||USA vs Portugal
||Arena da Amazonia
||5 PM Eastern
Via AO Augusta.
It's (probably) simple for the US: draw and don't get blown out by Germany and you're through. The best way to draw is to win, because then even if you don't win you still draw.
Now, about doing that…
THE THEM: RONALDO AND THE OTHER GUYS
Portugal fell apart like a Michigan running play against Germany, falling behind early, taking a straight red when Pepe lost his mind, and then slowly bleeding goals the rest of the 90. It was an hour and a half of a 3-yard TFL.
This means that Portugal will be desperate to go up early. They will attack like mad; the US has to weather that storm. The good news is that if the US gets a lead it seems likely that Portugal will deflate. They're a bit fragile, the Portugals.
From time immemorial Portugal has relied on a 4-3-3 in which the striker is more of a facilitator to Ronaldo than an elite threat himself; this means that forward surges from the USA fullbacks will seem promising until such time as the US doesn't have the ball, whereupon you'll be screaming GET BACK GET BACK at the teevee. With Portugal going balls to the wall for three points, a withering back and forth akin to the Turkey game beckons, albeit hopefully one with fewer free goals handed out.
GOALIE: If Rui Patricio, the designated starter is out, there will be another goalie who is probably slightly worse. But he's still a goalie.
yeah but "Beat It" was a hit
DEFENSE: Shot through the heart and various things are to blame. Pepe, the first-choice centerback who's real fast, took a red card and is out. Fabio Coentrao strained a groin and is out. Bruno Alves has some sort of hamstring issue and is "doubtful" for Sunday.
As a result, this looks rather appealing from a US perspective. Pepe's likely replacement is 33-year-old Diego Costa. If Alves plays this makes the Portugal CB pairing 1) old, 2) slow, and 3) forced to endure the punishing heat and humidity of the Amazon. They're good, of course. This is not an ideal situation for them. If Alves does not play, his replacement is Luis Neto, who plays in Russia and has nine caps to his name.
On the outside, Andre Almeida (not that Andre Almeida) is likely to replace Coentrao. A converted midfielder unsure about his positioning, he doesn't get forward that much… or at least hasn't in the last few games. That's a major downgrade from Coentrao.
Joao Pereira is the right back; he's the guy who dragged down the German dude to open the scoring in that route. He is a fixture at Valencia, and is more of a tough-tackling guy who won't do much surging forward.
MIDFIELD: Joao Moutinho and Raul Meireles are highly likely. Meireles is the biker Viking you may have seen extending his index fingers at the referee on twitter:
some people saw middle fingers and went omg
His main asset is running around tirelessly and annoying people, like Jones. Zonal Marking notes that he "does everything reasonably well without excelling in any one category."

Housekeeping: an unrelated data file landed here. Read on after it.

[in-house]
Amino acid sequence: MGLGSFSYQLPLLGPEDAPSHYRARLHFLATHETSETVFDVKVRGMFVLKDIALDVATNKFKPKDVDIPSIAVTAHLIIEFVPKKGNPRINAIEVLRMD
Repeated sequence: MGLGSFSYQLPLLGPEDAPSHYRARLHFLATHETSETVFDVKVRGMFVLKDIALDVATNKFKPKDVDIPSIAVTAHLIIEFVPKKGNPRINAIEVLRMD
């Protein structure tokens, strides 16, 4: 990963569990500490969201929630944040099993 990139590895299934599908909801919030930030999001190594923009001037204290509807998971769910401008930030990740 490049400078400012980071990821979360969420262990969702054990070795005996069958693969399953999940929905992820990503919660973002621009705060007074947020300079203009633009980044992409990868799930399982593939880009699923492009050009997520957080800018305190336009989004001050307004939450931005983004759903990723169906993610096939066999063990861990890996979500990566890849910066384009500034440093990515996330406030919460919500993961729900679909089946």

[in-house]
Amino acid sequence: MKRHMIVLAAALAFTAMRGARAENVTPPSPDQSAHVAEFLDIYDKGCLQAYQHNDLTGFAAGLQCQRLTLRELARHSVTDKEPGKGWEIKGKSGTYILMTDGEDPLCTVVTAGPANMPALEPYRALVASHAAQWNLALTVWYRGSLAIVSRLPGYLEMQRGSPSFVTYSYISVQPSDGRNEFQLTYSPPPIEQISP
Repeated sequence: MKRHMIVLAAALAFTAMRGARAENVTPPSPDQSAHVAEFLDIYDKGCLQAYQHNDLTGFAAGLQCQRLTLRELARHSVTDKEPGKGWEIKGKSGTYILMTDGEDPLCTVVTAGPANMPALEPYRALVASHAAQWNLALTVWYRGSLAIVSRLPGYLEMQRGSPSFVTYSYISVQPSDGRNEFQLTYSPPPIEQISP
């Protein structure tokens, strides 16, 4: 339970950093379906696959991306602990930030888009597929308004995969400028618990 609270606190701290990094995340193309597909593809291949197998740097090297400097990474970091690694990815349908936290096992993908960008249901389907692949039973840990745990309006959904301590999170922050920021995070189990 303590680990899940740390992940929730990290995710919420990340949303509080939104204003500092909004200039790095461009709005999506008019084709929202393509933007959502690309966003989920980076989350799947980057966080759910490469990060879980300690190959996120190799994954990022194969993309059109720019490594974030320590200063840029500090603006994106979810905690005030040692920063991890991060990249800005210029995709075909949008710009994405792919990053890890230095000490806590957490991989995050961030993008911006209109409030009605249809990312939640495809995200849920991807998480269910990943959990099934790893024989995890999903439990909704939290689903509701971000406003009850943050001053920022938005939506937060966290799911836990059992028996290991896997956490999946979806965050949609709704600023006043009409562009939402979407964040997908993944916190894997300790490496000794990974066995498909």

Moutinho is the primary link between attack and defense:
Ronaldo was the obvious star of Portugal's 3-2 victory over Sweden in the second leg of the playoff, but Moutinho's role was vital. It was his perfect through ball that laid on the first (although it would be wrong to give him too much credit for his positioning, given he was only there because he'd been writhing in supposed agony trying to get the game stopped). Still, having received the ball, his awareness and the weight of pass were exemplary.
In what often seems a broken team with six defensive players and three forwards, Moutinho's capacity to link the two parts of the side, both with his running and his passing ability, is critical. Efficient rather than flashy, he is the central intelligence that binds Portugal together.
That is even more true now with Coentrao out; the US should focus on applying pressure to him as quickly as possible, allowing anyone but Moutinho the time and space to try an incisive ball.
Those guys are the higher-placed of the three midfielders; the defensive midfielder could be Miguel Veloso, who played against Germany, or the 22-year-old riser William Carvalho. Veloso got pulled out of position constantly in the first gmae, but the Portugal coach tends to ride or die with the same set of guys. Would he ride or die after a 4-0 defeat? I don't know. The soccer internets seem to think Carvalho is a much better idea, as he is clever on the ball and has attacking upside. Portugal needs that in a game they must win.
FORWARD: I'll list the three main attackers here even though Nani's more of a winger, as Portugal has steadfastly stuck to a 4-3-3 in which the front three don't put a ton of work in on defense.
don't let this happen much please
Ronaldo is Ronaldo. He will hang out on the left wing and try to cut in; he'll shoot from all angles; he will flip from time to time with Nani to see if he can annihilate the other side of the US lineup a bit easier. Ronaldo's been dealing with tendinitis and hasn't been able to practice much, often limping off the field after 15 or 20 minutes with an ice pack on his leg. His fitness is in question; he'll be considerably more dangerous early. Oh, and he's lethal on free kicks.
Nani is Nani, except when he's not, which is a lot of the time. You could be forgiven if you thought his full name was The Mercurial Nani. He's a much more traditional winger than Ronaldo; he'll try to get in dangerous crosses most of the time, with occasional forays inside. Beasley should get to be more aggressive because Nani's crosses are more dangerous than the left-footed Atsu, and if Portugal goes with the guy they probably will they'll have much more dangerous targets in the box. He is capable of moments of magic.
With Hugo Almeida out, Portugal has generally turned to the strapping, Altidorean Eder as their center forward. He's a hold-up guy and aerial threat, very physical. The aging, wily Helder Postiga is another option, but in the heat one dollar says the 26 year old coming on gets the nod over the 31-year old who's struggled to see the field for his club of late.
Eder's a pretty good matchup for the US, as they've always been an outfit that deals with crosses well, and that's' where Eder is at his best.
The early goal and Altidore injury saw the US drop back into a 4-4-2 most of the night against Ghana instead of the diamond. A lot of that was just the USA's inability to keep possession. In a game that figures to feature the USA with more of the ball, I would expect something more diamond-y, but also more aggressive on the wings on offense as the US tries to pull Portugal out of shape. More about that in a bit.